The Complete Works in Philosophy, Politics and Morals of the late Dr. Benjamin Franklin, Vol. 2 [of 3]

By Benjamin Franklin

Page 219

wonderfully: your people are very ingenious
in the management of fire; but they may still learn something in that
art from the Chinese[56], whose country being greatly populous and
fully cultivated, has little room left for the growth of wood, and
having not much other fuel that is good, have been forced upon many
inventions during a course of ages, for making a little fire go as
far as possible.

I have thus gone through all the common causes of the smoking of
chimneys that I can at present recollect as having fallen under
my observation; communicating the remedies that I have known
successfully used for the different cases, together with the
principles on which both the disease and the remedy depend, and
confessing my ignorance wherever I have been sensible of it. You
will do well, if you publish, as you propose, this letter, to add in
notes, or as you please, such observations as may have occurred to
your attentive mind; and if other philosophers will do the same, this
part of science, though humble, yet of great utility, may in time
be perfected. For many years past, I have rarely met with a case of
a smoky chimney, which has not been solvable on these principles,
and cured by these remedies, where people have been willing to apply
them; which is indeed not always the case; for many have prejudices
in favour of the nostrums of pretending chimney-doctors and fumists,
and some have conceits and fancies of their own, which they rather
chuse to try, than to lengthen a funnel, alter the size of an
opening, or admit air into a room, however necessary; for some are as
much afraid of fresh air as persons in the hydrophobia are of fresh
water. I myself had formerly this prejudice, this _aerophobia_, as I
now account it, and dreading the supposed dangerous effects of cool
air, I considered it as an enemy, and closed with extreme care every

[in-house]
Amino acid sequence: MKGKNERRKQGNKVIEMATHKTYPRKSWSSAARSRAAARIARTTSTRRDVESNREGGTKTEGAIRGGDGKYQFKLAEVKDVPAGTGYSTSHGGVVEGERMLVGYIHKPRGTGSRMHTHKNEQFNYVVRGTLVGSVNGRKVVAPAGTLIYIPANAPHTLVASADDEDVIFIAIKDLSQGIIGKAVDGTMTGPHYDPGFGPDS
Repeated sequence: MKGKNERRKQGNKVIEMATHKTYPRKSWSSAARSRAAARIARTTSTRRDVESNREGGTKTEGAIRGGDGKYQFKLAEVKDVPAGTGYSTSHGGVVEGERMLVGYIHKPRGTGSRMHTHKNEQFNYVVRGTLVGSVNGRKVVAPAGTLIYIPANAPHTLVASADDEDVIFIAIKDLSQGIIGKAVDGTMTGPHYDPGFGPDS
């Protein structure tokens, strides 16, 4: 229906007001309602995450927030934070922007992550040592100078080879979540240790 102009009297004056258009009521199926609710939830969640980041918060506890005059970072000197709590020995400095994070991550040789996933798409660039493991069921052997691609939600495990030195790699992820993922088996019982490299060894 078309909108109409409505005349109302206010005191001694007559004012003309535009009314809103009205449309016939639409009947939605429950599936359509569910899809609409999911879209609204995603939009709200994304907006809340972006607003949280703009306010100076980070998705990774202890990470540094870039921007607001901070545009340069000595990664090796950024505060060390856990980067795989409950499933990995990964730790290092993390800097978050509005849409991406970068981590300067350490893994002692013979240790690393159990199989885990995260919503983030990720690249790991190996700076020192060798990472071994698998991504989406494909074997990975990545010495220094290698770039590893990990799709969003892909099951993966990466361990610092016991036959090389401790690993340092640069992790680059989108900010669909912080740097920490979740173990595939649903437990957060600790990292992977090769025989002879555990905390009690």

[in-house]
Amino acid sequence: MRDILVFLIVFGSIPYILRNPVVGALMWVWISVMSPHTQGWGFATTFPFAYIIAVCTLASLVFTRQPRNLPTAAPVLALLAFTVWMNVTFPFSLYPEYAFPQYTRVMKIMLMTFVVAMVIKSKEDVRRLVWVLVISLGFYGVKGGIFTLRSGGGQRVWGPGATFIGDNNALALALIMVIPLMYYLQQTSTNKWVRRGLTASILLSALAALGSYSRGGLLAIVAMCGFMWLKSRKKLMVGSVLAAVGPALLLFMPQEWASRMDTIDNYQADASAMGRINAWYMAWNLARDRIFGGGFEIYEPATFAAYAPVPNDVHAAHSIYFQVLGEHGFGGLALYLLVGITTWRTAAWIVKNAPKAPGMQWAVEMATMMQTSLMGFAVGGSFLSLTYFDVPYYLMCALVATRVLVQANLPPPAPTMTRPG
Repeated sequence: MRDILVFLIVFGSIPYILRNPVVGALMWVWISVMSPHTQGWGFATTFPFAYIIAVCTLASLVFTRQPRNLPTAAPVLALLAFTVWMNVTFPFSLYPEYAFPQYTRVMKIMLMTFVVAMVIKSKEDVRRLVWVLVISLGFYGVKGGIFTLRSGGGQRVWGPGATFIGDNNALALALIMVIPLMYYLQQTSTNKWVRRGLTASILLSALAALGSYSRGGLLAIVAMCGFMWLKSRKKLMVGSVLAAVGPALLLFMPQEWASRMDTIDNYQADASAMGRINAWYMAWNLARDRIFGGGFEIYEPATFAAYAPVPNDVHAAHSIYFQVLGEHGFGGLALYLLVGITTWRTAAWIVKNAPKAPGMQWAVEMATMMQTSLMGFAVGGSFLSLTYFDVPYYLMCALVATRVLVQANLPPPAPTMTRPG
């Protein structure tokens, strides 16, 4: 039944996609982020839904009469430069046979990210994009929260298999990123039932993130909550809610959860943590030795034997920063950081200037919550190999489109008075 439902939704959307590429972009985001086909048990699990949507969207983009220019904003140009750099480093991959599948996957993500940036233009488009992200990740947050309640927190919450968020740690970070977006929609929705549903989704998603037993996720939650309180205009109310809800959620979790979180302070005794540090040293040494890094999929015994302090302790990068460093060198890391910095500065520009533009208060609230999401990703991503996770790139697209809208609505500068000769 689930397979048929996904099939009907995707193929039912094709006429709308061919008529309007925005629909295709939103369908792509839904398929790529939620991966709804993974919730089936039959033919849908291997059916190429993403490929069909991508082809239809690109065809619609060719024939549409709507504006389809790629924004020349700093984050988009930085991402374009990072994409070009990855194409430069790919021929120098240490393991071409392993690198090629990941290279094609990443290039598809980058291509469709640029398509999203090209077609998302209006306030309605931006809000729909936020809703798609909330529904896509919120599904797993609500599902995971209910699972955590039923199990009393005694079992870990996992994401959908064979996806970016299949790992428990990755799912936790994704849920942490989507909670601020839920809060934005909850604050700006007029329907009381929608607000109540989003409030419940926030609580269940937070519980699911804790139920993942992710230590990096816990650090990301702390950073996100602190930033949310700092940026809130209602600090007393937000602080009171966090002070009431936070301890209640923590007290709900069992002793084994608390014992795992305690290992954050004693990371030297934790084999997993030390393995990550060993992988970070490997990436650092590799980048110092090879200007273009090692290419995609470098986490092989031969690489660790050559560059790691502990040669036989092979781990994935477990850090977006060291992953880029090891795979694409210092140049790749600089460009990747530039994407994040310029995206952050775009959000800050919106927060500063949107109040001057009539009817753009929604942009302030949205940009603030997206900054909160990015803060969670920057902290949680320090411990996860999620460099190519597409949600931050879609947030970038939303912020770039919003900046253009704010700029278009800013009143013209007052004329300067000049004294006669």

crevice in the rooms I inhabited. Experience has convinced me of
my error. I now look upon fresh air as a friend: I even sleep with
an open window. I am persuaded that no common air from without, is
so unwholesome as the air within a close room that has been often
breathed and not changed. Moist air too, which formerly I thought
pernicious, gives me now no apprehensions: for considering that
no dampness of air applied to the outside of my skin can be equal
to what is applied to and touches it within, my whole body being
full of moisture, and finding that I can lie

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Text Comparison with Benjamin Franklin Representative selections, with introduction, bibliograpy, and notes

Page 63
"[i-289] Fourthly, they resisted the proprietors on basis of their possession of natural rights, "antecedent to all laws.
Page 122
MacCalla (Philadelphia, 1888); M.
Page 136
Page 180
He had been, I imagine, an itinerant Doctor, for there was no Town in England, or Country in Europe, of which he could not give a very particular Account.
Page 185
But I knew as yet nothing of it; when one Day Keimer and I being at Work together near the Window, we saw the Governor and another Gentleman (which prov'd to be Col.
Page 278
Mankind naturally and generally love to be flatter'd: Whatever sooths our Pride, and tends to exalt our Species above the rest of the Creation, we are pleas'd with and easily believe, when ungrateful Truths shall be with the utmost Indignation rejected.
Page 282
given us Reason whereby we are capable of observing his Wisdom in the Creation, he is not above caring for us, being pleas'd with our Praise, and offended when we slight Him, or neglect his Glory.
Page 334
Press nectareous Cyder from my loaded Trees, Print the sweet Butter, turn.
Page 387
| 6 52 | 5 8 | | 9 | 6 | _weather,_ | 6 51 | 5 9 | | 10 | 7 | _then fair_ | 6 50 | 5 10 | | 11 | G |6 p.
Page 420
| 4 40 | 7 20 | +----+---+----------------------------+--------+--------+ +----+----------------+----------------------------------------------+ | | [Moon] pl.
Page 508
10 19 47 Dist.
Page 538
But _Idleness_ taxes many of us much more, if we reckon all that is spent in absolute _Sloth_, or doing of nothing, with that which is spent in idle Employments or Amusements, that amount to nothing.
Page 543
You expect they will be sold _cheap_, and perhaps they may for less than they cost; but if you have no Occasion for them, they must be _dear_ to you.
Page 553
To expect people to be good, to be just, to be temperate, &c.
Page 592
'Tis true, I can't help it, but must and ever shall remember you all with Pleasure.
Page 608
_cha, a, a, a, a, a, a, a, a, a, a, a, a, a, a, arms_.
Page 611
I hear it is said, that though it was _necessary and right_ for the ministry to advise a prohibition of the exportation of corn, yet it was _contrary to law_; and also, that though it was _contrary to law_ for the mob to obstruct wagons, yet it was _necessary and right_.
Page 639
The well-founded Esteem, and, permit me to say, Affection, which I shall always have for your Lordship, makes it Painful to me to see you engaged in conducting a War, the great Ground of which, as expressed in your Letter, is "the necessity of preventing the American trade from passing into foreign Channels.
Page 707
The dogs petitioned humbly, but their petitions were rejected haughtily; and they were forced to defend themselves, which they did with bravery.
Page 773
494, May 25, 1738; and reprinted by Parton, I, 222-5.